Today we continue our series in preparation of my upcoming performance of Eric Ewazen’s “Concerto for Marimba and String Orchestra”. We look at some technical issues one must overcome to perform this work. How do you handle the technical aspects discussed in this episode? Leave your comments below the video or in the comments below.
New to the series? Check out Part I before watching.
Originally posted on DrummChattr.com on January 30, 2012 by Thomas Burritt.
For some marimbists, especially intermediate players, a roadblock to certain repertoire is the widely utilized technique of the one-handed roll. In this brief video, well known composer and player Casey Cangelosi addresses how he develops his one-handed roll technique. What exercises did you use to develop your one-handed rolls? What did you find helpful in learning this process?
Originally posted on DrummChattr.com on January 25, 2012.
Who doesn’t love a beautiful marimba solo on a Monday? Blake Tyson’s A Cricket Sang and Set the Sun certainly fits the bill. Enjoy and let us know what pieces you would put in this category. Leave your thoughts below in the comments.
Originally posted on DrummChattr.com on January 23, 2012.
Today we start a new series in preparation of my upcoming performance of Eric Ewazen’s “Concerto for Marimba and String Orchestra”. Do you think the general audience is interested in gaining a peak “behind the music”? After hearing my thoughts about the beginning of the 1st movement what are yours? Leave your comments below the video or in the comments.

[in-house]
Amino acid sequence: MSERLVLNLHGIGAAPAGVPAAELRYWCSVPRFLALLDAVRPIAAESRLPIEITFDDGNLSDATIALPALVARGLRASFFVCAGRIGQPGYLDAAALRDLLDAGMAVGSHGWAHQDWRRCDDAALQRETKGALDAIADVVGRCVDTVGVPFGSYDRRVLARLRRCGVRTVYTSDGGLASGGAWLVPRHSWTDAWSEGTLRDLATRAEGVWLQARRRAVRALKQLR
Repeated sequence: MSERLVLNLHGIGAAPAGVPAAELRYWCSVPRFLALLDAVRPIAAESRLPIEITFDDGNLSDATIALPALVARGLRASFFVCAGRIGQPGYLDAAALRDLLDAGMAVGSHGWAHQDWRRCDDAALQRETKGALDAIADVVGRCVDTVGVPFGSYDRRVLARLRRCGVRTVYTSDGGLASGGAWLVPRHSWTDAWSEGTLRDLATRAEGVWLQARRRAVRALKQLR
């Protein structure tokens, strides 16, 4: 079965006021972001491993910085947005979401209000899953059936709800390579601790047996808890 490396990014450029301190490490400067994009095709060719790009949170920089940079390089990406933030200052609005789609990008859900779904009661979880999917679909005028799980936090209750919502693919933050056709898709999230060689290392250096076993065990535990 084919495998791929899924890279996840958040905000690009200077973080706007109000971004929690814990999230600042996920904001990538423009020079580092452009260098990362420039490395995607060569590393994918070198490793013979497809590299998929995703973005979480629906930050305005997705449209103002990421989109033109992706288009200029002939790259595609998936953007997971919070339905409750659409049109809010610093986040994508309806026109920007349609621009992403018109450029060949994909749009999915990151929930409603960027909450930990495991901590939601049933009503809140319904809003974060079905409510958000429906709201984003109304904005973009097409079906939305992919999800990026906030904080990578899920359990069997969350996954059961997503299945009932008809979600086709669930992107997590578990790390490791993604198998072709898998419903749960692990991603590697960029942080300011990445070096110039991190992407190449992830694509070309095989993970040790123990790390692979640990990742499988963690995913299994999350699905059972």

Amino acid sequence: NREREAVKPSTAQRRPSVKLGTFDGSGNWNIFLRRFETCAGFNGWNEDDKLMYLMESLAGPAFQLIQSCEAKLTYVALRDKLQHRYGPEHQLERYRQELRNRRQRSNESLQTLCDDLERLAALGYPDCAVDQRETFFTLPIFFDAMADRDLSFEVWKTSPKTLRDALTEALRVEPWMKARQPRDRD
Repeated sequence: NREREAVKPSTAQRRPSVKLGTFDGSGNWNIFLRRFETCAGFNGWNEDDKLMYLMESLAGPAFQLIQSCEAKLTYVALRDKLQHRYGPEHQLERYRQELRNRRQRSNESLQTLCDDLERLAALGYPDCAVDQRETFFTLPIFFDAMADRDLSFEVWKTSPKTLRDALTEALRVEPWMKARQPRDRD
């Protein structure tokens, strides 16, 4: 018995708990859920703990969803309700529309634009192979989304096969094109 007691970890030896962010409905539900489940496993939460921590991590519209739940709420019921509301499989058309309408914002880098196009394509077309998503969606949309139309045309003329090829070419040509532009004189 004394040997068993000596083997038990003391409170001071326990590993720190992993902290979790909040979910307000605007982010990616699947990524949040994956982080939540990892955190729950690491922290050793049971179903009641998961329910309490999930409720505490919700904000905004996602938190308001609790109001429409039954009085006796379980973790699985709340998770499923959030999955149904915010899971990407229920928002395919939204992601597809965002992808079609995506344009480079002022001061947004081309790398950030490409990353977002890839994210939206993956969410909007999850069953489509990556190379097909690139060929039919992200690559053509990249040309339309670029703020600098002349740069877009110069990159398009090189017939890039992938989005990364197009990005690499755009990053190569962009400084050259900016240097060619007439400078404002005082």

Originally posted on DrummChattr.com on January 12, 2012 by Thomas Burritt.
Today’s video features Bill Cahn playing Joe Green’s Xylophonia with Nexus and Steve Gadd on drum set. Make sure you check out the drum break in the middle of the song to see Steve Gadd tap dance! This video is from a live performance in 1988 at Gotanda Kan-I Hoken Hall in Japan.
What is you favorite xylophone rag? Have you ever seen Steve Gadd tap dance? Let us know.
John Serry’s Night Rhapsody for solo marimba is one of the great early pieces in the contemporary marimba repertoire. While still clearly “Serry-esque”, his new work Groundlines deviates significantly from his masterwork of over 30 years ago. Featuring Dies Irae quotes and Sonata Form, Night Rhapsody features a clear connection to the romantic era of western classical music. That connection seems to be missing entirely from Groundlines leaving us with pure compositional mechanics. Check out the video to formulate some reactions to this new work expertly performed by Ji Hye Jung.
What are your thoughts on Serry’s compositional shift with Groundlines? What are your impressions of the work as a whole?